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Hemi-truncus arteriosus is a rare congenital cardiovascular malformation. It usually presents in infancy and leads to development of progressive pulmonary vascular disease, heart failure, and death. We report a case of hemi truncus arteriosus in a 12-day-old neonate who was successfully managed at our institute.
Hemi-truncus arteriosus refers to the anomalous origin of pulmonary artery from aorta. It was first described by Fraentzel in 1868 as a rare form of truncus arteriosus with the incidence of 0.1% of all congenital cardiac anomalies. Most of the patients with hemi-truncus arteriosus are diagnosed in infancy.[1,2] In most of the patients right pulmonary artery abnormally originates from the posterior aspect of the ascending aorta near the aortic valve. Less commonly, the left pulmonary artery abnormally originates from the ascending aorta and is usually associated with a right aortic arch. Blood flow from the right side of the heart goes to the lung via normally originating pulmonary artery whereas additional blood from the abnormally originating pulmonary artery (hemi-truncus) carrying oxygenated blood from aorta to the lungs causes volume and pressure overload to the lungs leading to progressive pulmonary vascular disease, heart failure and eventually death.[3,4] We are reporting an interesting case of the same anomaly treated successfully by timely diagnosis and management.
A 12-day-old female baby was received with the complaints of reluctance to feed and episodes of respiratory distress since birth. Baby was delivered to a primigravida mother (no antenatal follow-ups) at term via emergency lower segment cesarian section due non-progress of labor with good APGAR score. Baby developed tachypnea, respiratory distress and issues of desaturations within 24 hours of life therefore shifted from well-baby center to NICU of our hospital. The preliminary workup was done in well-baby center. Antibiotics and oxygen support was given. On arrival, the baby was tachypneic, otherwise vitally stable and maintaining oxygen saturation of 98% on 2 liters flow. She was non-dysmorphic and anthropometric measures were normal with a weight of 2.5 kilograms. Systemic examination and baseline laboratory workup were in normal range. X-ray chest showed bilateral perihilar infiltrates. Cardiac shadow appears to be magnified in supine position. Echocardiography was done on 16th day of life, which showed small patent foramen ovale (PFO) with additional fenestration, elevated left atrial pressures with strong suspicion of left hemi-truncus, moderate right ventricular hypertension, moderate right ventricular dilation with mild to moderate hypertrophy, qualitatively mild to moderate right ventricular systolic dysfunction and normal left ventricular systolic function. A computerized tomographic angiogram showed anomalous origin of the left pulmonary artery from the arch of aorta (right sided) as its first branch, appearance was consistent with hemi-truncus arteriosus along with normal origin of the right pulmonary artery which was a continuation of the pulmonary trunk. The main pulmonary artery was continuing as the right pulmonary artery and measures 8mm in diameter, causing increase pulmonary blood flow (Fig. 1, 2).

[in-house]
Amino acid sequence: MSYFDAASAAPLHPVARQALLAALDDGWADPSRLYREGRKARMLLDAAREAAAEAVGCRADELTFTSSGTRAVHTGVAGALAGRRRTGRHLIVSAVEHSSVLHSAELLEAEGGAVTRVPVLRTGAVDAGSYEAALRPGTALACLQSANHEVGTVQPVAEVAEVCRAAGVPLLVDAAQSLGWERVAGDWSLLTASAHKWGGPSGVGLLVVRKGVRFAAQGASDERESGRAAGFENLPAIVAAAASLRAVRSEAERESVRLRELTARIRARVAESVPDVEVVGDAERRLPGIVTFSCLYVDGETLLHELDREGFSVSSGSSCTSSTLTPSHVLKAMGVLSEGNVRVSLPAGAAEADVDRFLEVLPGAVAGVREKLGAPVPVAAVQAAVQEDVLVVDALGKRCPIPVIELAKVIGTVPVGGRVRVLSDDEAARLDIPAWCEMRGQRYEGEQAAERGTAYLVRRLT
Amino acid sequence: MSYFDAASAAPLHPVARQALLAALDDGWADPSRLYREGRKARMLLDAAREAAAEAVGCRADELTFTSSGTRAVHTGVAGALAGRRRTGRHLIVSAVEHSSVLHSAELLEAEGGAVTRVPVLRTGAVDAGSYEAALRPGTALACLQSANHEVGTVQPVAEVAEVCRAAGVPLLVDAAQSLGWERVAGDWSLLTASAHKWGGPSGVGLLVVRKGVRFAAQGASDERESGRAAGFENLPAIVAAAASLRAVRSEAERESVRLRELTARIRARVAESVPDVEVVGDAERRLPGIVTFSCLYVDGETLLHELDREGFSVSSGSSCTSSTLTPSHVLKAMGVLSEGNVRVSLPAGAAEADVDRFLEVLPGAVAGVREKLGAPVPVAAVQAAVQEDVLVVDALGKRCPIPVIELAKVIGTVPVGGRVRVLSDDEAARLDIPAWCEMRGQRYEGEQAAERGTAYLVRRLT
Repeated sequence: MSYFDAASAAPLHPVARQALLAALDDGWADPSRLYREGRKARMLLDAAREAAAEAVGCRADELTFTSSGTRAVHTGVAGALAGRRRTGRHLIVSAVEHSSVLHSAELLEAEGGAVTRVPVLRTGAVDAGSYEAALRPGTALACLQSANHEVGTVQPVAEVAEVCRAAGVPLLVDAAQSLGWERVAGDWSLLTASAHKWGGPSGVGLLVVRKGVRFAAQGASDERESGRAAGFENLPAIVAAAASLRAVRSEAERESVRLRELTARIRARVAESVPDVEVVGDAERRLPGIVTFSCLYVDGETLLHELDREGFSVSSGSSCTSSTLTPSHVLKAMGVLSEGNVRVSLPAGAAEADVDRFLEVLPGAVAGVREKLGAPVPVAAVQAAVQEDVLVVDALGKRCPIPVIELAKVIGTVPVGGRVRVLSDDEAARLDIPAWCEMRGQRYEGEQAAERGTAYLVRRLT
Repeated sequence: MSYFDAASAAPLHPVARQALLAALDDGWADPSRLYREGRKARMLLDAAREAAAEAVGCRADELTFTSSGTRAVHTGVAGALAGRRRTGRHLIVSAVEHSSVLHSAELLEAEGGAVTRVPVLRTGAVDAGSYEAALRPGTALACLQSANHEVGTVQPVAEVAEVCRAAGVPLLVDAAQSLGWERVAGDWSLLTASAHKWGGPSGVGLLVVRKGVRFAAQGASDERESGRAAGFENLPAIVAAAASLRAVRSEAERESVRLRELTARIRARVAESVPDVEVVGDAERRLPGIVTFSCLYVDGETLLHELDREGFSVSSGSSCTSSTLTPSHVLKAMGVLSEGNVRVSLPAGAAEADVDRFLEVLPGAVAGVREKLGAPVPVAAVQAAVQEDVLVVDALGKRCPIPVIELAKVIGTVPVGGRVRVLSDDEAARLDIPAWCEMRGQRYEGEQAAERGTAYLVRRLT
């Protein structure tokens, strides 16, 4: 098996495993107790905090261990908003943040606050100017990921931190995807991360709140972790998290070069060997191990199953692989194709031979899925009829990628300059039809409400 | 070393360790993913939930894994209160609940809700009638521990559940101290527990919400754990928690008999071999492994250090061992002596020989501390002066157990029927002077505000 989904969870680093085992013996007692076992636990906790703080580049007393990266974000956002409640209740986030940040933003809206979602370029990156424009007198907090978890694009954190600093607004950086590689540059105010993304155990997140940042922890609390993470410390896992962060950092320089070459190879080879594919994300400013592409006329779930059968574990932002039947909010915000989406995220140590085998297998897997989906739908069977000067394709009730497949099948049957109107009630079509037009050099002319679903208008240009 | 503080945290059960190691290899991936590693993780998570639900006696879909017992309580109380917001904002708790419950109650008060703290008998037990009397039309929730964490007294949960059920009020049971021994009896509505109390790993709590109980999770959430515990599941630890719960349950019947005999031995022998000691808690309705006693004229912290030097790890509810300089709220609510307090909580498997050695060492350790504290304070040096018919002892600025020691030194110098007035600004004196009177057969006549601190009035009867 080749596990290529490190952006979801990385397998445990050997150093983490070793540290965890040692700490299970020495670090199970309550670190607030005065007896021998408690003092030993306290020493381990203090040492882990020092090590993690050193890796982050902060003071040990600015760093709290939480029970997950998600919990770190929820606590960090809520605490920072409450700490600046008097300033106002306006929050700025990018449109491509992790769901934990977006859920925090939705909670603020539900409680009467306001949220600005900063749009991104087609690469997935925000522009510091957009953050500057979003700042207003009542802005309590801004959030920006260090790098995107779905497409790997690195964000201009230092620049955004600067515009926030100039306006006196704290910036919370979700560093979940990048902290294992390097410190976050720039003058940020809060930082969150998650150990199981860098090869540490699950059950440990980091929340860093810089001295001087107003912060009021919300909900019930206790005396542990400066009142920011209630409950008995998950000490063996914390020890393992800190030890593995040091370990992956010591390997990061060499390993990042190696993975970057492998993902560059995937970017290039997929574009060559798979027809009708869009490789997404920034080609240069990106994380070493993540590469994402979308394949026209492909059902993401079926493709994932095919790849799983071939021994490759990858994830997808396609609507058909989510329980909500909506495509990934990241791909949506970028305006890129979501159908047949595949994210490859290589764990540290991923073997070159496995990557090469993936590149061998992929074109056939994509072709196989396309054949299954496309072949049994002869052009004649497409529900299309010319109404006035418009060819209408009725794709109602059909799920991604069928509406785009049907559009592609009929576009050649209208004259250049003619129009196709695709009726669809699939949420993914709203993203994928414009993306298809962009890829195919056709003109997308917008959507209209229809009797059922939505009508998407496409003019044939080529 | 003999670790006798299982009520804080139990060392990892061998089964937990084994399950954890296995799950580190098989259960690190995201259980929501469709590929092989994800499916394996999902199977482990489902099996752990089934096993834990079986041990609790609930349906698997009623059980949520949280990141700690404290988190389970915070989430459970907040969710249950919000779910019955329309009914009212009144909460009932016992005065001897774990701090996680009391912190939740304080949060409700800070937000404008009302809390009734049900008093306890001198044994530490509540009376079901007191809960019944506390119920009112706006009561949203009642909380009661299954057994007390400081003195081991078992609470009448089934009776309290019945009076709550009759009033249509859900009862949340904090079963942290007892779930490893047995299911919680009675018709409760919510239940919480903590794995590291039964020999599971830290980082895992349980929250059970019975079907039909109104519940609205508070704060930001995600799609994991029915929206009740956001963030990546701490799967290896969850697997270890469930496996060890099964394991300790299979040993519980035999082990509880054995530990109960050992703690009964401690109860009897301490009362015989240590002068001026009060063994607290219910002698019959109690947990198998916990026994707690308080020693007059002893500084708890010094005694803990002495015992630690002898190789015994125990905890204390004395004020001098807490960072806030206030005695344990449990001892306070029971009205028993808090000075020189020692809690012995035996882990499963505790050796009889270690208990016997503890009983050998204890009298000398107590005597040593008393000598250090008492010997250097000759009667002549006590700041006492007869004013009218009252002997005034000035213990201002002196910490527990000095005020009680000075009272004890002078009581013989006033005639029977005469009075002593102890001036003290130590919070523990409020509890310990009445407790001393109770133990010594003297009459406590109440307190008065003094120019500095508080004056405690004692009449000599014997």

After establishing the diagnosis, baby was managed with minimal oxygen and low dose of diuretics to prevent increase fluid over-load and referred to cardiothoracic surgeon where corrective surgery was performed at one month of age. Left pulmonary artery (LPA) was dissected from ascending aorta, ligated and divided. LPA was translocated to main pulmonary artery and very small anterior wall was augmented with pericardium. Echocardiography was repeated on 1st post-operative day which revealed normal dominant left ventricle with good functions. Baby was eventually discharged from hospital and is doing well, gaining weight and being regularly followed by our neonatology and cardiology team.
Hemi truncus arteriosus is a rare cardiac structural anomaly. Children who are diagnosed with this anomaly early and undergo early surgical repair, have relatively better outcomes. Infants who do not undergo surgical correction have a 70% first-year mortality rate, and 30% of the infants die within 3 months. Early repair is carried out to avoid pulmonary vascular disease of the lung. The repair should be contemplated within the first six months of life to prevent severe pulmonary vasculature obstructive disease. In our case, we referred the baby earlier and corrective surgery was performed on time, which led to favorable outcome in our case.
The anomalous origin of the left pulmonary artery, in contrast, is thought to result from failure of development of the left sixth arch and persistence of the left fifth arch.(5) If left untreated, the pulmonary bed is vulnerable to early onset of pulmonary vascular obstructive disease owing to the large blood supply to both lungs. It is important to recognize this rare congenital cardiac anomaly early and contemplate surgical repair for better prognosis.
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Conflict of Interest: None declared